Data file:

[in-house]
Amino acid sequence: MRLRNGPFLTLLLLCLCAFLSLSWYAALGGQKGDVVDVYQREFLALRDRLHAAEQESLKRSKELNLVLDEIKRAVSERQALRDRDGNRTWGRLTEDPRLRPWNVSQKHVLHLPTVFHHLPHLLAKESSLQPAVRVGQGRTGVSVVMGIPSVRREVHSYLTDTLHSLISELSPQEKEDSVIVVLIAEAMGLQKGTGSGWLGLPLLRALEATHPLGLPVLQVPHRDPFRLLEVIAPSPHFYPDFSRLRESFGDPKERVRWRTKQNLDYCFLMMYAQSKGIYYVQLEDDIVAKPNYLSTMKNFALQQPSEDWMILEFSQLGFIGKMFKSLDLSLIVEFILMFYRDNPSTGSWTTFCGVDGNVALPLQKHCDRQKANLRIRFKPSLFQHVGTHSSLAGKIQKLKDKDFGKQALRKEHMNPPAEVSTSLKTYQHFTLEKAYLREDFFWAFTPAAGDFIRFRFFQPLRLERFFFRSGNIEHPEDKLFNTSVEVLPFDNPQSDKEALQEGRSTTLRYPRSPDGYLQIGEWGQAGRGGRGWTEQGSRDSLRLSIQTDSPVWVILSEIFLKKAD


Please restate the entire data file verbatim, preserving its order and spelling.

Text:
[in-house]
Amino acid sequence: MRLRNGPFLTLLLLCLCAFLSLSWYAALGGQKGDVVDVYQREFLALRDRLHAAEQESLKRSKELNLVLDEIKRAVSERQALRDRDGNRTWGRLTEDPRLRPWNVSQKHVLHLPTVFHHLPHLLAKESSLQPAVRVGQGRTGVSVVMGIPSVRREVHSYLTDTLHSLISELSPQEKEDSVIVVLIAEAMGLQKGTGSGWLGLPLLRALEATHPLGLPVLQVPHRDPFRLLEVIAPSPHFYPDFSRLRESFGDPKERVRWRTKQNLDYCFLMMYAQSKGIYYVQLEDDIVAKPNYLSTMKNFALQQPSEDWMILEFSQLGFIGKMFKSLDLSLIVEFILMFYRDNPSTGSWTTFCGVDGNVALPLQKHCDRQKANLRIRFKPSLFQHVGTHSSLAGKIQKLKDKDFGKQALRKEHMNPPAEVSTSLKTYQHFTLEKAYLREDFFWAFTPAAGDFIRFRFFQPLRLERFFFRSGNIEHPEDKLFNTSVEVLPFDNPQSDKEALQEGRSTTLRYPRSPDGYLQIGEWGQAGRGGRGWTEQGSRDSLRLSIQTDSPVWVILSEIFLKKAD